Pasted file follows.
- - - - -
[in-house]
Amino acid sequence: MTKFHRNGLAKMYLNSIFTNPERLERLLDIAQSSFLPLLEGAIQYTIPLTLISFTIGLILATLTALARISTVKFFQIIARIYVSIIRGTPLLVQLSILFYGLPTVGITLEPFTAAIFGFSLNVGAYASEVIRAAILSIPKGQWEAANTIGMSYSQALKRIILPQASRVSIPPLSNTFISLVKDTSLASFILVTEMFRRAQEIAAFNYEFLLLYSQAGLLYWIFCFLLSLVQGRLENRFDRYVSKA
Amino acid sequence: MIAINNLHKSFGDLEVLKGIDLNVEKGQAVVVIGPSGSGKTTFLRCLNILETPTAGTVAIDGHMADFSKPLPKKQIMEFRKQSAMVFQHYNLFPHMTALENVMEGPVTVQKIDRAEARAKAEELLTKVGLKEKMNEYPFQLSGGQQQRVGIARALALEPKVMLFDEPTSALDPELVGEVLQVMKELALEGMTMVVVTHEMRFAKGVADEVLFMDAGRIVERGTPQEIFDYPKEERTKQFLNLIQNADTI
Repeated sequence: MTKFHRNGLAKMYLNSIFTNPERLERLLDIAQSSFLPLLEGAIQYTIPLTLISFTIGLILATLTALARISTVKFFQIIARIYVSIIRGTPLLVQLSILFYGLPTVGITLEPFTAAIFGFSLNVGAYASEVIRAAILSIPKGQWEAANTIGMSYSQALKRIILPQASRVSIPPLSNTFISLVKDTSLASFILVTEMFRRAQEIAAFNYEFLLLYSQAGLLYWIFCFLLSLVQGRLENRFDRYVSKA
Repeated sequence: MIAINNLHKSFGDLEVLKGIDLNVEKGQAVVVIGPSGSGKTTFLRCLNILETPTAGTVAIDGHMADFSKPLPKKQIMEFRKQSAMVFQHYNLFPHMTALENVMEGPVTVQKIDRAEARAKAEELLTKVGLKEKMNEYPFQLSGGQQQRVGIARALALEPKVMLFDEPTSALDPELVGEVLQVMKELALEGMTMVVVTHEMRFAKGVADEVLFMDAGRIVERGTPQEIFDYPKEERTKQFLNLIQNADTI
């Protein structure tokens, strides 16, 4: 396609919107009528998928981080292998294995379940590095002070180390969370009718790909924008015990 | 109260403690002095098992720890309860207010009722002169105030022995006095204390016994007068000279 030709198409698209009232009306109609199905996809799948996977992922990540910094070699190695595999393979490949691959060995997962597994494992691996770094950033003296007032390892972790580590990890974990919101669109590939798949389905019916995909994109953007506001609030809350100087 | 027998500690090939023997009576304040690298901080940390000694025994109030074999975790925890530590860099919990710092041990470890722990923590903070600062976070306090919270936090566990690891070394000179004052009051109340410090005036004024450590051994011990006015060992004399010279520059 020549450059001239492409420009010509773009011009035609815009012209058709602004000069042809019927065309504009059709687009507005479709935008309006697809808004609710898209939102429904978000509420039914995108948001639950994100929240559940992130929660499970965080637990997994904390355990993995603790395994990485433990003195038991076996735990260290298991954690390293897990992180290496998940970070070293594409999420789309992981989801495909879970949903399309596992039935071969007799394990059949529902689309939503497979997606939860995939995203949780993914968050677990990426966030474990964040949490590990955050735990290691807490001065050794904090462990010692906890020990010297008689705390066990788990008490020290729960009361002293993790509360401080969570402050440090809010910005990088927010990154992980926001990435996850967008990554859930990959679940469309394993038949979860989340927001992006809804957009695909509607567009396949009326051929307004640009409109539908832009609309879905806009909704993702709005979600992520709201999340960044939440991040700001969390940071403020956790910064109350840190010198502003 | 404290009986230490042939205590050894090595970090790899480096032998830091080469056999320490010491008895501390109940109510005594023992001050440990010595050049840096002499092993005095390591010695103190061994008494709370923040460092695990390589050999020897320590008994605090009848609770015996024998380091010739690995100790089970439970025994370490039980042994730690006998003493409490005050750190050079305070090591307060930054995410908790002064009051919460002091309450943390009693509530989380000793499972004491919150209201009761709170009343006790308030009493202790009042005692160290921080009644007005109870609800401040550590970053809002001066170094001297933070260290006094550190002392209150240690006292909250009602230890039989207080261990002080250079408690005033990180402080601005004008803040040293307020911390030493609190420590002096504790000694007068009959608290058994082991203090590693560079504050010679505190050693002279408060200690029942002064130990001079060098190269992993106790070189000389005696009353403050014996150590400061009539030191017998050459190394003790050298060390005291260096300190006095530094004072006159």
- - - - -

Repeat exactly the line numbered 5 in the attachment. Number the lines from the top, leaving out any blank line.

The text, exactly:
Repeated sequence: MIAINNLHKSFGDLEVLKGIDLNVEKGQAVVVIGPSGSGKTTFLRCLNILETPTAGTVAIDGHMADFSKPLPKKQIMEFRKQSAMVFQHYNLFPHMTALENVMEGPVTVQKIDRAEARAKAEELLTKVGLKEKMNEYPFQLSGGQQQRVGIARALALEPKVMLFDEPTSALDPELVGEVLQVMKELALEGMTMVVVTHEMRFAKGVADEVLFMDAGRIVERGTPQEIFDYPKEERTKQFLNLIQNADTI